Tawny Frogmouths would be one of the most difficult birds to spot in the bush. They are amazingly well camouflaged and tend to sit in the one spot all day. They also tend to remain incredibly still, so there is much movement to be detected.
Sometimes you get lucky. With the nesting pair featured in this post, my wife saw them fly in to the camp early in the morning. Once spotted, we were able to keep an eye on them for the duration of our camping trip and take lots of photos.
The tawny frogmouth (Podargus strigoides) is a species of frogmouth native to and found throughout the Australian mainland and Tasmania. It is a big-headed, stocky bird, often mistaken for an owl due to its nocturnal habits and similar colouring, and is sometimes, at least archaically, referred to as mopoke or mopawk, also used for the Australian boobook, whose call is often confused with the tawny frogmouth’s. In 2019, Australian readers of The Guardian online voted it as the second most popular bird in the Australian Bird of the Year poll.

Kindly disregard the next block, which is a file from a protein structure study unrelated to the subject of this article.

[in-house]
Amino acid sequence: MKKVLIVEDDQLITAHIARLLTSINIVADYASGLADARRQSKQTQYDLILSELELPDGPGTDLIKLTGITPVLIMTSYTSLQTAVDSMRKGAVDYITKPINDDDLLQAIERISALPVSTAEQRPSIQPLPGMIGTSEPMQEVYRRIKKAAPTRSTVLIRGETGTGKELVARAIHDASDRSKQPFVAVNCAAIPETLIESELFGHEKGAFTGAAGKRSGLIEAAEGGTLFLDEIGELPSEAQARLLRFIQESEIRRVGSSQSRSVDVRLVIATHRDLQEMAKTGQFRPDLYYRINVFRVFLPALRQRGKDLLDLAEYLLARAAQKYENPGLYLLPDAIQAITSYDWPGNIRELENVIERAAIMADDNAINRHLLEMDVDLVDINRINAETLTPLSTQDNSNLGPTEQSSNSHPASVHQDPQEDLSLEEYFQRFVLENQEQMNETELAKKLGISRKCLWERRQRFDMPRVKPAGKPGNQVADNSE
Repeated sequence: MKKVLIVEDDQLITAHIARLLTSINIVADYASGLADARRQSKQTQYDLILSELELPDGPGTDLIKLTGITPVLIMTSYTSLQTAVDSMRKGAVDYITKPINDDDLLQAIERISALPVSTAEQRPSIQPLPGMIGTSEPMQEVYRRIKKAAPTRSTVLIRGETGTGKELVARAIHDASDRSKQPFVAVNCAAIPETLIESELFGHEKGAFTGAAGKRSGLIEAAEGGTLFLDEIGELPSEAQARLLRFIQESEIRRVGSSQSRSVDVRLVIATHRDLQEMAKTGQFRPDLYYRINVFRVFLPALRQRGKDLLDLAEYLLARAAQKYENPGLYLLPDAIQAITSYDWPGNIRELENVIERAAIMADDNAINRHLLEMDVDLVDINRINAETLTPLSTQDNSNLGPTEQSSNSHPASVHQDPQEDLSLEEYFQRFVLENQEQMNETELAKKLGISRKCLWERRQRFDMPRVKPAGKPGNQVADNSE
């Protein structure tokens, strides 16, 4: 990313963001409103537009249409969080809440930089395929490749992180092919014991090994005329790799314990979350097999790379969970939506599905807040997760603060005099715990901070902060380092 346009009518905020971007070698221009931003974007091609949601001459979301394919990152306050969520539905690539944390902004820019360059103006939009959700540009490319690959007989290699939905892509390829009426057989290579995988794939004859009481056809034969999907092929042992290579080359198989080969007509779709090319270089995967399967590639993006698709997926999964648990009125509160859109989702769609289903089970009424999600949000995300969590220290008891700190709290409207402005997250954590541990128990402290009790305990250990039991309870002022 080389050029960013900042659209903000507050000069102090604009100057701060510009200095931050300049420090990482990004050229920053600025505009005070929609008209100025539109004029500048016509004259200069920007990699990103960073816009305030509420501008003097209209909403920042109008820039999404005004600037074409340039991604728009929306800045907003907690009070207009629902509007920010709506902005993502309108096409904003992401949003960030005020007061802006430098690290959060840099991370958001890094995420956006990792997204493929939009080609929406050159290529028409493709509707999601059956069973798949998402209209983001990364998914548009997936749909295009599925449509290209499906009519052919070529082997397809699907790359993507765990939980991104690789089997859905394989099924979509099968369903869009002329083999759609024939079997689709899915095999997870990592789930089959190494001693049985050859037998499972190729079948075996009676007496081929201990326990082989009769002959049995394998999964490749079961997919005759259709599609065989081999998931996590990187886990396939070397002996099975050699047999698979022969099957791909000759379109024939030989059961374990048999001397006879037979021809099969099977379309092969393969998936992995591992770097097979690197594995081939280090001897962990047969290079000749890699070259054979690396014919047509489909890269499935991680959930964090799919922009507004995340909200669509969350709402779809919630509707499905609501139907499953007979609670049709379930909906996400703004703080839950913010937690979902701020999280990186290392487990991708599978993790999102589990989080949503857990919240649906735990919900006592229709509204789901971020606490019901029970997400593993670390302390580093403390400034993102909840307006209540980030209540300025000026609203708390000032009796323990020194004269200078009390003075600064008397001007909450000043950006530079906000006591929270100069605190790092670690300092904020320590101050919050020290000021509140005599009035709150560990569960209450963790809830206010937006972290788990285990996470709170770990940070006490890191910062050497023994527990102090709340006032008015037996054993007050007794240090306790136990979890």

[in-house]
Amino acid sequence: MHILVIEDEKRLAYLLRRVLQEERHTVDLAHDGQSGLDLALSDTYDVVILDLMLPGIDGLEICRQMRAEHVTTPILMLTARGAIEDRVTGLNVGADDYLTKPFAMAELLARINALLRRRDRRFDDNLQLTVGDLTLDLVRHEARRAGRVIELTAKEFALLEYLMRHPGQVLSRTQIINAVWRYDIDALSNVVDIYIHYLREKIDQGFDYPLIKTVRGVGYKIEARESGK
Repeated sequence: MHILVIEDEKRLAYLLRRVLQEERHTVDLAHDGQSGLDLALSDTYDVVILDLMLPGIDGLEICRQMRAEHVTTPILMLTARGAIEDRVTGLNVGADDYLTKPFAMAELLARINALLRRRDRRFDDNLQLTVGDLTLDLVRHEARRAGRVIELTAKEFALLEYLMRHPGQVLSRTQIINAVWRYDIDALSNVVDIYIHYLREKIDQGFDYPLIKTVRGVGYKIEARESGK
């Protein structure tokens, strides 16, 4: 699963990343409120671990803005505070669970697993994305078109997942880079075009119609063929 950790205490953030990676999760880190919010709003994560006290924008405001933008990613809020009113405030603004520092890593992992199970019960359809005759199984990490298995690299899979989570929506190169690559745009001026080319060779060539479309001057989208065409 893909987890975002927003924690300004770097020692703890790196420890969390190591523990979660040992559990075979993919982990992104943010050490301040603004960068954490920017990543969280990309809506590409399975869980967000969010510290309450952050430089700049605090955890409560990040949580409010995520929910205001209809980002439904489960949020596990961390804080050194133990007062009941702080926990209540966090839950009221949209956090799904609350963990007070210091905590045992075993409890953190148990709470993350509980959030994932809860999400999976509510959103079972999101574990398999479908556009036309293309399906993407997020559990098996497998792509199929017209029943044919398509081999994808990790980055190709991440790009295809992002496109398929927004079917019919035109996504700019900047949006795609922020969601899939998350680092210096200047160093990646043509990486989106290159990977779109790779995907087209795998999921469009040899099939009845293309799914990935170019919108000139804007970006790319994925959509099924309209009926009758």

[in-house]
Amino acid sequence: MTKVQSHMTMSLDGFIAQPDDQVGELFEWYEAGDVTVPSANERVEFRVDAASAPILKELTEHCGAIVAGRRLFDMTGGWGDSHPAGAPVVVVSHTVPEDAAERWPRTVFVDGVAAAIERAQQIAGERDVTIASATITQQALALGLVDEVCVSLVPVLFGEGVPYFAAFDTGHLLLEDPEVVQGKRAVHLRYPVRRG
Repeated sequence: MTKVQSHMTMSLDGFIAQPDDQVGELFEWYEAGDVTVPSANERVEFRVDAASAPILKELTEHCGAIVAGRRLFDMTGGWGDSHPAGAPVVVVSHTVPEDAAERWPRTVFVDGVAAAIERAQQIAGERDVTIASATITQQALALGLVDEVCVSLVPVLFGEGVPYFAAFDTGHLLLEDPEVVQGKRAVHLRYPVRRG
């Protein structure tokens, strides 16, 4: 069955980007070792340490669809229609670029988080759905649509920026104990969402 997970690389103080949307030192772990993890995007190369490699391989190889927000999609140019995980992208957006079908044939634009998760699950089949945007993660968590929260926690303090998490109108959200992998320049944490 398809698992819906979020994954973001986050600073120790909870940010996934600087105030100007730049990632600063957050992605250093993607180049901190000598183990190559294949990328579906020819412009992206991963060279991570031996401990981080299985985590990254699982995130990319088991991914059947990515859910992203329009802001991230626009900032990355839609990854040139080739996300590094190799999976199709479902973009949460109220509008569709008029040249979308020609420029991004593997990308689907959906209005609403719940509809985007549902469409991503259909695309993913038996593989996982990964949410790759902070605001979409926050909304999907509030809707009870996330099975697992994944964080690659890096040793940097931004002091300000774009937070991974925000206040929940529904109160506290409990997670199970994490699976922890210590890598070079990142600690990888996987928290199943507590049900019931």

Bonding and breeding
Tawny frogmouths form partnerships for life, and once established, pairs usually stay in the same territory for a decade or more. Establishing and maintaining physical contact is an integral part of their lifelong bond. During breeding season, pairs roost closely together on the same branch, often with their bodies touching. The male carries out grooming by gently stroking through the plumage of the female with his beak in sessions that can last for 10 minutes or more.